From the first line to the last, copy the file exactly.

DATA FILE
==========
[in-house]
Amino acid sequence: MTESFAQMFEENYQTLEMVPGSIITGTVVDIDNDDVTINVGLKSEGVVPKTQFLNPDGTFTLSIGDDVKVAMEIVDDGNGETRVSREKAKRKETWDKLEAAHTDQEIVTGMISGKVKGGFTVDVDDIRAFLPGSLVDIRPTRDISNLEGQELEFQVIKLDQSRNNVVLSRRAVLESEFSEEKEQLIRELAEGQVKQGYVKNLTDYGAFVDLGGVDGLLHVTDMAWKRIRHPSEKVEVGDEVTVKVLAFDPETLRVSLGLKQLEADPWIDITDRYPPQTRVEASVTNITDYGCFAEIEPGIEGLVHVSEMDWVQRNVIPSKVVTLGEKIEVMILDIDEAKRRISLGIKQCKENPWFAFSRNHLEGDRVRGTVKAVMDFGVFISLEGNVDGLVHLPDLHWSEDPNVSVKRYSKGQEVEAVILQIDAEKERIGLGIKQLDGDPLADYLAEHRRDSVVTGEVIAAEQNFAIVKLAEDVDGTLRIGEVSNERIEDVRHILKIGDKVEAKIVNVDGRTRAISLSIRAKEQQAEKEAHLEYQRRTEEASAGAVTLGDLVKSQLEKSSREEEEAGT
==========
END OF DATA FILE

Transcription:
[in-house]
Amino acid sequence: MTESFAQMFEENYQTLEMVPGSIITGTVVDIDNDDVTINVGLKSEGVVPKTQFLNPDGTFTLSIGDDVKVAMEIVDDGNGETRVSREKAKRKETWDKLEAAHTDQEIVTGMISGKVKGGFTVDVDDIRAFLPGSLVDIRPTRDISNLEGQELEFQVIKLDQSRNNVVLSRRAVLESEFSEEKEQLIRELAEGQVKQGYVKNLTDYGAFVDLGGVDGLLHVTDMAWKRIRHPSEKVEVGDEVTVKVLAFDPETLRVSLGLKQLEADPWIDITDRYPPQTRVEASVTNITDYGCFAEIEPGIEGLVHVSEMDWVQRNVIPSKVVTLGEKIEVMILDIDEAKRRISLGIKQCKENPWFAFSRNHLEGDRVRGTVKAVMDFGVFISLEGNVDGLVHLPDLHWSEDPNVSVKRYSKGQEVEAVILQIDAEKERIGLGIKQLDGDPLADYLAEHRRDSVVTGEVIAAEQNFAIVKLAEDVDGTLRIGEVSNERIEDVRHILKIGDKVEAKIVNVDGRTRAISLSIRAKEQQAEKEAHLEYQRRTEEASAGAVTLGDLVKSQLEKSSREEEEAGT